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No smoking you say? tell the world why don’t you!

February 13, 2015


Nothing reminds me of why I quit smoking three years ago quite like the air intake vent on the backside of the Heart and Stroke Foundation offices on West Broadway Avenue at Alder Street.

That is to say that I didn’t quit smoking for my health so much as my comfort. My lungs may partially recover from the damage caused by 30 years of smoking cigarettes but they will never get over living in the city.

The slab of insulation fitted over the Heart and Stroke Foundation‘s intake vent is something of an object lesson in that regard: it’s black with the soot and grime trapped out of the air that all of us are breathing all the time.

No getting away from the fact we’ve fouled our nest

If I really had been concerned about the health of my lungs, I would have quit smoking and quit riding my bike in traffic. I would’ve started wearing a filter face mask and I would’ve looked for somewhere to live other than a big city — where I could get away from the air pollution.

I would’ve looked in vain.

Clouds of smog even foul the high Arctic in the springtime and pollution from the world’s smoke stacks and exhaust pipes rains down black particulate matter on the ice and snow. This causes the arctic landscape to absorb more and more heat from the sun, which further accelerates the melting of snow and ice caused by the effects of climate change.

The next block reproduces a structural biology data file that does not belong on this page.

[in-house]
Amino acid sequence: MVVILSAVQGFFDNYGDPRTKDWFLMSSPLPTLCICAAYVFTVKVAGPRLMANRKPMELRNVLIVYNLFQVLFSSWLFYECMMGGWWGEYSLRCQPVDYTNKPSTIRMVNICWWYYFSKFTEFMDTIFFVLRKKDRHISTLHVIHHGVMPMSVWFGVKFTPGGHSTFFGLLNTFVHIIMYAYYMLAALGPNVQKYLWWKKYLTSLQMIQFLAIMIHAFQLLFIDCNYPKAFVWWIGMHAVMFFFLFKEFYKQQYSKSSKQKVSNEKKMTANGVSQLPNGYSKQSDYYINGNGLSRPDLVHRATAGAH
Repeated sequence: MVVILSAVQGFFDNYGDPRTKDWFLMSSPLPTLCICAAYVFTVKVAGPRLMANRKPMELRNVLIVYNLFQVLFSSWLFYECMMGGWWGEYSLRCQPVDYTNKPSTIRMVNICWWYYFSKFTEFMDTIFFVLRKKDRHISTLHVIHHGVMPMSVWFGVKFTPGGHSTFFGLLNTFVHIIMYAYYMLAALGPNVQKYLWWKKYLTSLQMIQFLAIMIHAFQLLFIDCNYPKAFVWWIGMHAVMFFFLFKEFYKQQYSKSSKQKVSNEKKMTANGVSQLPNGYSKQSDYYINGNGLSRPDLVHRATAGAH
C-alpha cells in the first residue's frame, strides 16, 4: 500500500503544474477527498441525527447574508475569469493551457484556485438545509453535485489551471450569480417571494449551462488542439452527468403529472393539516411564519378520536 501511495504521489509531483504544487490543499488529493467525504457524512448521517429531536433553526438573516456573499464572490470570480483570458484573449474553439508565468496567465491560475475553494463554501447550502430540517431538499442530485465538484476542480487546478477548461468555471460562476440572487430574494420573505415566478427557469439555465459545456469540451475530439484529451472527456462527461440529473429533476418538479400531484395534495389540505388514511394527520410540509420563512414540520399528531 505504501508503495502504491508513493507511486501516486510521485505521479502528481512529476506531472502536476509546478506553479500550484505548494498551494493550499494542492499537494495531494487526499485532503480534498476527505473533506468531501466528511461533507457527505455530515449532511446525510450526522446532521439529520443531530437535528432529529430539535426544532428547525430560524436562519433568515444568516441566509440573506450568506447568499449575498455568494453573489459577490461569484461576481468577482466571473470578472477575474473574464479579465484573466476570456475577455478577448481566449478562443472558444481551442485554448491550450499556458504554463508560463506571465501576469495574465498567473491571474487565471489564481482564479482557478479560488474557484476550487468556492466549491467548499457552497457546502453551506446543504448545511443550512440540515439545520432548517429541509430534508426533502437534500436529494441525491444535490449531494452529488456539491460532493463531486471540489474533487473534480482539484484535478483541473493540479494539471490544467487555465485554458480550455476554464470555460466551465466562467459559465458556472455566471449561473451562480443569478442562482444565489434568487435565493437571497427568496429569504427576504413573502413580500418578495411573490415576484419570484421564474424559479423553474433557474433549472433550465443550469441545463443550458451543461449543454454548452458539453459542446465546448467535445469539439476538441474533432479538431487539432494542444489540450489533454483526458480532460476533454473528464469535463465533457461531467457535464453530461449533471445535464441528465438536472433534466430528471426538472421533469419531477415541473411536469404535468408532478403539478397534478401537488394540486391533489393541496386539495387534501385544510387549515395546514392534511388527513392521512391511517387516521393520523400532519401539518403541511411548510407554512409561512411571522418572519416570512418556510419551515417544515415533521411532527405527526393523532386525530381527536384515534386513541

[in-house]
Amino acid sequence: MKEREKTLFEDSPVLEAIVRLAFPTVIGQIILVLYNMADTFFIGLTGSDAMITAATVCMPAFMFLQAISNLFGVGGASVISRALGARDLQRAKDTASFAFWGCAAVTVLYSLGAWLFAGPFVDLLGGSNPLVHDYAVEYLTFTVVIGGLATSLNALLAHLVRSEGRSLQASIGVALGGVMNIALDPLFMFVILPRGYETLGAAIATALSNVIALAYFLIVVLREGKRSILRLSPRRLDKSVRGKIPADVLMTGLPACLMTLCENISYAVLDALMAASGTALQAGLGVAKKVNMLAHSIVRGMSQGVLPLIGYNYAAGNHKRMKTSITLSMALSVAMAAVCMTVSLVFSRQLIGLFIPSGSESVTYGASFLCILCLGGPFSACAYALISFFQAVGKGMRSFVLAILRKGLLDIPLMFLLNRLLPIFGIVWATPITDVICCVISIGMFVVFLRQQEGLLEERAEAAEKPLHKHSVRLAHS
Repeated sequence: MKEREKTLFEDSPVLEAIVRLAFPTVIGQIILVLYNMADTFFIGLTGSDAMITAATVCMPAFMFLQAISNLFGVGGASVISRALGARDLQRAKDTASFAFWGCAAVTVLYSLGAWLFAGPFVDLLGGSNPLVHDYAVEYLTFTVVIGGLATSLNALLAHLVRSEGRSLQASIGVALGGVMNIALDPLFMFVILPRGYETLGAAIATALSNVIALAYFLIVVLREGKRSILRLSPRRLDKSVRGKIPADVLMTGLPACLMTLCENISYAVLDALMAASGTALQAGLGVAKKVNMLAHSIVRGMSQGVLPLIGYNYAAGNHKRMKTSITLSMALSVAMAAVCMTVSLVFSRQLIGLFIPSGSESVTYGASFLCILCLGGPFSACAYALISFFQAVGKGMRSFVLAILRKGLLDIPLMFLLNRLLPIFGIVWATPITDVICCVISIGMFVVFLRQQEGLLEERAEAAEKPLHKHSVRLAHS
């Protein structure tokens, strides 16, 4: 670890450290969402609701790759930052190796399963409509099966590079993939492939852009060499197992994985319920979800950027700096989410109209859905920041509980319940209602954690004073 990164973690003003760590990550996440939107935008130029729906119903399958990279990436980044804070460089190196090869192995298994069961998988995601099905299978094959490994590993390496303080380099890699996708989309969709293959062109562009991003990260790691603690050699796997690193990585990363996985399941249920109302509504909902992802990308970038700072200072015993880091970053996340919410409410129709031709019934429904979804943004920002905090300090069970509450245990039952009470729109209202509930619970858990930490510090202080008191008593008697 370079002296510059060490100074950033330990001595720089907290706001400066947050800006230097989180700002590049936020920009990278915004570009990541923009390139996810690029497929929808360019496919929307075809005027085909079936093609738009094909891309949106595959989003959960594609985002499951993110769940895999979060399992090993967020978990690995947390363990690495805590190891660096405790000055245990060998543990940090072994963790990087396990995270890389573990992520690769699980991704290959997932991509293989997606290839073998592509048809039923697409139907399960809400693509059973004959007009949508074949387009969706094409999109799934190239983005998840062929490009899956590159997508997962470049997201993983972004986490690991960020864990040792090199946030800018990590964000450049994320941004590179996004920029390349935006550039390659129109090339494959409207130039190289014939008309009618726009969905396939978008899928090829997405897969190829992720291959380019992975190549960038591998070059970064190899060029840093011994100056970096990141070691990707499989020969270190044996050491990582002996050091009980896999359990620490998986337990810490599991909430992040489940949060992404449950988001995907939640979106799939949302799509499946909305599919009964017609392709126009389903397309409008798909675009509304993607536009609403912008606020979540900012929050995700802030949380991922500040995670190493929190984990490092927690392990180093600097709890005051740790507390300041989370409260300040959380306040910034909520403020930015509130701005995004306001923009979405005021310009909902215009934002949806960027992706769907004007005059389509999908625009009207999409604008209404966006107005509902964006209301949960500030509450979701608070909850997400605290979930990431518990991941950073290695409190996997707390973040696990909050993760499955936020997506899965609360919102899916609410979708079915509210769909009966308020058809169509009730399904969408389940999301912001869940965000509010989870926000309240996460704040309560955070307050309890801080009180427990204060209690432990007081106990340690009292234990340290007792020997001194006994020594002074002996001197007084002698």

So, thanks to the fact that I finally gave up cigarettes I can run without being so short of breath but I still can’t hide from from air pollution .

No mater where I go on earth I will end up breathing in harmful particulate matter. If I at least do it in a city like Vancouver then I have the opportunity to wash the pollution down with a nice hot cup of coffee.

By the way, there’s a real-time air quality monitoring station in Kitsilano, right next door to my neighbourhood of Fairview, This measures 10 air quality metrics, including particulate matter, ozone, sulfur dioxide and Sauvignon Blanc (not really).

At this moment the air in Kits is “13” and “Good”, so I guess everyone in this part of Vancouver can breathe easy for the moment. Click the image to enlarge it.

From → Fairview, Kitsilano

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